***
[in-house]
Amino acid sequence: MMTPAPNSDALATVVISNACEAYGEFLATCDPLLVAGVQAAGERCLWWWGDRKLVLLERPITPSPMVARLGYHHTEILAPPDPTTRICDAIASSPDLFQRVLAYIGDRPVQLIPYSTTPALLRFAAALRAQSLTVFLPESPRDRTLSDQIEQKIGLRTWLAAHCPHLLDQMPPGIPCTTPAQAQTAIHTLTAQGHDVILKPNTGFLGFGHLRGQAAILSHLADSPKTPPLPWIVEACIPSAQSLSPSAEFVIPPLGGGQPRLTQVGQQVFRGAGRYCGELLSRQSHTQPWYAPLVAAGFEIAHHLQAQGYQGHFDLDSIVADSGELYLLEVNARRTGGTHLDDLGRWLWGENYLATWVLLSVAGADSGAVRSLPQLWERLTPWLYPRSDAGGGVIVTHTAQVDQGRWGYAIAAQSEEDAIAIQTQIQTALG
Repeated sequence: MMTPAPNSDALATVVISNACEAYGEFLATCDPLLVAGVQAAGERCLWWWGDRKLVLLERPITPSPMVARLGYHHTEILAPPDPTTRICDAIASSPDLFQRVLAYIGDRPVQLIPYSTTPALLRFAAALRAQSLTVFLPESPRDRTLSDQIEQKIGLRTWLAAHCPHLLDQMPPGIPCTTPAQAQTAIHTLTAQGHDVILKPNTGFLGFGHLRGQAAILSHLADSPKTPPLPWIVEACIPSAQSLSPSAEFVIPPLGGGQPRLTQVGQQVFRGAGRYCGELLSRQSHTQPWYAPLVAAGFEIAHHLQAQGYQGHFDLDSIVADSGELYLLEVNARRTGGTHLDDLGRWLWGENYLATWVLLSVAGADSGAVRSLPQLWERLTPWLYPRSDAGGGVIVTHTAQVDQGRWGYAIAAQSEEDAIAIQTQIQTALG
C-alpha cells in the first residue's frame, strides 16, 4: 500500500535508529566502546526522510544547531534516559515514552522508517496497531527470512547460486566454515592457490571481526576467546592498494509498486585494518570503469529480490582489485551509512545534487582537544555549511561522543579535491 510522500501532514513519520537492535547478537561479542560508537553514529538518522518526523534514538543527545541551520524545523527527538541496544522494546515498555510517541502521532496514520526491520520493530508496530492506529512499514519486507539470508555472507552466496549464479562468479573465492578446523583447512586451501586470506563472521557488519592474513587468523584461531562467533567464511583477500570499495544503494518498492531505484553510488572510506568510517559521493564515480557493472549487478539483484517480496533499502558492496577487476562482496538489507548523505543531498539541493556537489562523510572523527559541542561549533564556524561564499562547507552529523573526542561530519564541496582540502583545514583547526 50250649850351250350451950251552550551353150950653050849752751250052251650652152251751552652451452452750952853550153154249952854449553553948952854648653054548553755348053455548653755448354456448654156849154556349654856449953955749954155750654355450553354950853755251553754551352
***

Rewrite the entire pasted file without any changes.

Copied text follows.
[in-house]
Amino acid sequence: MMTPAPNSDALATVVISNACEAYGEFLATCDPLLVAGVQAAGERCLWWWGDRKLVLLERPITPSPMVARLGYHHTEILAPPDPTTRICDAIASSPDLFQRVLAYIGDRPVQLIPYSTTPALLRFAAALRAQSLTVFLPESPRDRTLSDQIEQKIGLRTWLAAHCPHLLDQMPPGIPCTTPAQAQTAIHTLTAQGHDVILKPNTGFLGFGHLRGQAAILSHLADSPKTPPLPWIVEACIPSAQSLSPSAEFVIPPLGGGQPRLTQVGQQVFRGAGRYCGELLSRQSHTQPWYAPLVAAGFEIAHHLQAQGYQGHFDLDSIVADSGELYLLEVNARRTGGTHLDDLGRWLWGENYLATWVLLSVAGADSGAVRSLPQLWERLTPWLYPRSDAGGGVIVTHTAQVDQGRWGYAIAAQSEEDAIAIQTQIQTALG
Repeated sequence: MMTPAPNSDALATVVISNACEAYGEFLATCDPLLVAGVQAAGERCLWWWGDRKLVLLERPITPSPMVARLGYHHTEILAPPDPTTRICDAIASSPDLFQRVLAYIGDRPVQLIPYSTTPALLRFAAALRAQSLTVFLPESPRDRTLSDQIEQKIGLRTWLAAHCPHLLDQMPPGIPCTTPAQAQTAIHTLTAQGHDVILKPNTGFLGFGHLRGQAAILSHLADSPKTPPLPWIVEACIPSAQSLSPSAEFVIPPLGGGQPRLTQVGQQVFRGAGRYCGELLSRQSHTQPWYAPLVAAGFEIAHHLQAQGYQGHFDLDSIVADSGELYLLEVNARRTGGTHLDDLGRWLWGENYLATWVLLSVAGADSGAVRSLPQLWERLTPWLYPRSDAGGGVIVTHTAQVDQGRWGYAIAAQSEEDAIAIQTQIQTALG
C-alpha cells in the first residue's frame, strides 16, 4: 500500500535508529566502546526522510544547531534516559515514552522508517496497531527470512547460486566454515592457490571481526576467546592498494509498486585494518570503469529480490582489485551509512545534487582537544555549511561522543579535491 510522500501532514513519520537492535547478537561479542560508537553514529538518522518526523534514538543527545541551520524545523527527538541496544522494546515498555510517541502521532496514520526491520520493530508496530492506529512499514519486507539470508555472507552466496549464479562468479573465492578446523583447512586451501586470506563472521557488519592474513587468523584461531562467533567464511583477500570499495544503494518498492531505484553510488572510506568510517559521493564515480557493472549487478539483484517480496533499502558492496577487476562482496538489507548523505543531498539541493556537489562523510572523527559541542561549533564556524561564499562547507552529523573526542561530519564541496582540502583545514583547526 50250649850351250350451950251552550551353150950653050849752751250052251650652152251751552652451452452750952853550153154249952854449553553948952854648653054548553755348053455548653755448354456448654156849154556349654856449953955749954155750654355450553354950853755251553754551352